As most Americans focus on the presidential contest, the Koch Bros, ALEC, US Chamber of Commerce and their peers are hard at work making sure Congress and the states stay in Republican hands, and that if Trump is elected, they will have their say through his cabinet members.
While they outwardly don’t support Trump, they are thrilled with his Vice Presidential choice, Mike Pence – an ideal right-wing candidate. He’s long been a Koch favorite and beneficiary of their cash, introducing the bills they want in Congress and as Indiana Governor.
Like Trump, he would “end the war on coal” and make fossil fuels “great again.”
Pence is a climate denier, of course. He doesn’t believe in evolution, and supports teaching creationism in public schools. In Congress, he voted dozens of times against bills that would protect endangered species, clean air, and drinking water, reports Slate. He supports cutting taxes for the wealthiest, cutting and privatizing social security, while being against raising the minimum wage, paid sick days and family leave.
Standard Fare for Trump Picks
Whether they head his campaign (ultra-right-winger who runs conspiracy site Breitbart “News” Network) or are on his list of potential Supreme Court nominees – Trump picks the MOST right-wing, marginal people he can come up with.
Much of what gets done during a presidency happens behind the scenes in all the federal agencies that create and implement regulations … or repeal them.
Trump has been clear that he despises the EPA and environmental regulations which “hold businesses back.”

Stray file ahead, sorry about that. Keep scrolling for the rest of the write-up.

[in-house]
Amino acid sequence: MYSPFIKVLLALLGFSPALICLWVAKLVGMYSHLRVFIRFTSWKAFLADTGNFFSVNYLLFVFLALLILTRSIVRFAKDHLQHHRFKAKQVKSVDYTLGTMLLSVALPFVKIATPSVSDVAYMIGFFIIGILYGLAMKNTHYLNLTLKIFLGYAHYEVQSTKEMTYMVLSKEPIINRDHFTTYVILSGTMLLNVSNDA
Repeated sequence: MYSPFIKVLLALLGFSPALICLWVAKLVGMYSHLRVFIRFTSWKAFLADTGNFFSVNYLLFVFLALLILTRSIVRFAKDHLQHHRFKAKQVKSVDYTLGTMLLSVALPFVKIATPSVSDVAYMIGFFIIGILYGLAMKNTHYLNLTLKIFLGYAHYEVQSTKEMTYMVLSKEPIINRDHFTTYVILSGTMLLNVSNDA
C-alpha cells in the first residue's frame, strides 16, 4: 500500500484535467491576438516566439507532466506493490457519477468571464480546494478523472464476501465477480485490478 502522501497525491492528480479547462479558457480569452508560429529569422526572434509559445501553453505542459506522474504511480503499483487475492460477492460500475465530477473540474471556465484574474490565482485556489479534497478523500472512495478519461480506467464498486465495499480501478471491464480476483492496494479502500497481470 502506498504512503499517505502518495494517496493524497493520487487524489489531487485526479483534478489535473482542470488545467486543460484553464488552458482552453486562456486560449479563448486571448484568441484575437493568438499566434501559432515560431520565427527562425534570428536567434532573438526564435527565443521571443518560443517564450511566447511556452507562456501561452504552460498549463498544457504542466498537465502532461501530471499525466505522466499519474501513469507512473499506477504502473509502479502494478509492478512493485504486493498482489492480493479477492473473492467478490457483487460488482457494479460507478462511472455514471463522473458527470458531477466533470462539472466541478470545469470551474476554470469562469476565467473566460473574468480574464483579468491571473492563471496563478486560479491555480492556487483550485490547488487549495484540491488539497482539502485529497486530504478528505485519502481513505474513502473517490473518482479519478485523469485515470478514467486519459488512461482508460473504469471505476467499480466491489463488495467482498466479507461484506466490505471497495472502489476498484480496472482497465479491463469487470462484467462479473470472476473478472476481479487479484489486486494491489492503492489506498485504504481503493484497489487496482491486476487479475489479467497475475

So he chose Myron Ebell to lead his EPA transition team, one of the most prominent climate change deniers in the US. He heads the Competitive Enterprise Institute’s Center for Energy and Environment, which is part of the Koch Brothers’ State Policy Network, influencing legislation on the state level.
Along with ALEC, this group is responsible for the wave of anti-solar initiatives we’ve seen across the US in the last couple of years.
Ebell chairs the “Cooler Heads Coalition,” which consists of about 24 nonprofits “that question global warming alarmism and oppose energy rationing policies.”
And who’s leading Trump’s Energy transition team? Fracking lobbyist and climate denier Mike Catanzaro, whose clients include Koch Industries and the rest of the oil and gas clan. His goal is to open all public lands and offshore waters to drilling, while eliminating any pesky emissions regulations.
He also lobbies against Obama’s Clean Power Plan which Trump promises to repeal on his first day in office along with tearing up the Paris Climate Agreement. I will “rescind all the job-destroying Obama executive actions including the Climate Action Plan” Trump says. He would also approve the Keystone pipeline.
For Secretary of Energy, Trump’s likely pick is Harold Hamm, founder and CEO of Continental Resources, one of the biggest fracking companies.
More than $140 million has been spent so far to fight referendums in the states, 10 times their grass roots opponents, reports Public Citizens’ Big Business Ballot Bullies.
The referendums cover a variety of issues, including:
- in Colorado, special interests prevented a measure from getting on the ballot that would require setbacks from homes and schools for oil and gas drilling.
- in Florida, Amendment 1 is called the “solar decoy initiative” because although it looks favorable to solar, it actually makes it easier for utilities to restrict and raise costs for rooftop solar.
Duke Energy and Florida Power & Light have contributed $11 million to the fake Consumers for Smart Solar. Learn more.
- in South Dakota, the Government Accountability and Anti-Corruption Act (Measure 22) would require public disclosure of donors to campaigns and advocacy groups; lowers how much they can donate and sets limits on political action committees, political parties, and candidates; and creates publicly funded campaigns for state races.Koch’s Americans for Prosperity wants to defeat Measure 22 before it spreads to other states. They’ve called and knocked on the doors of 50,000 voters, denouncing the initiative as a “money-grab by politicians.”
91% of fossil fuel industry campaign donations are going to Republican candidates and 9% to Democrats, reports InsideClimate News.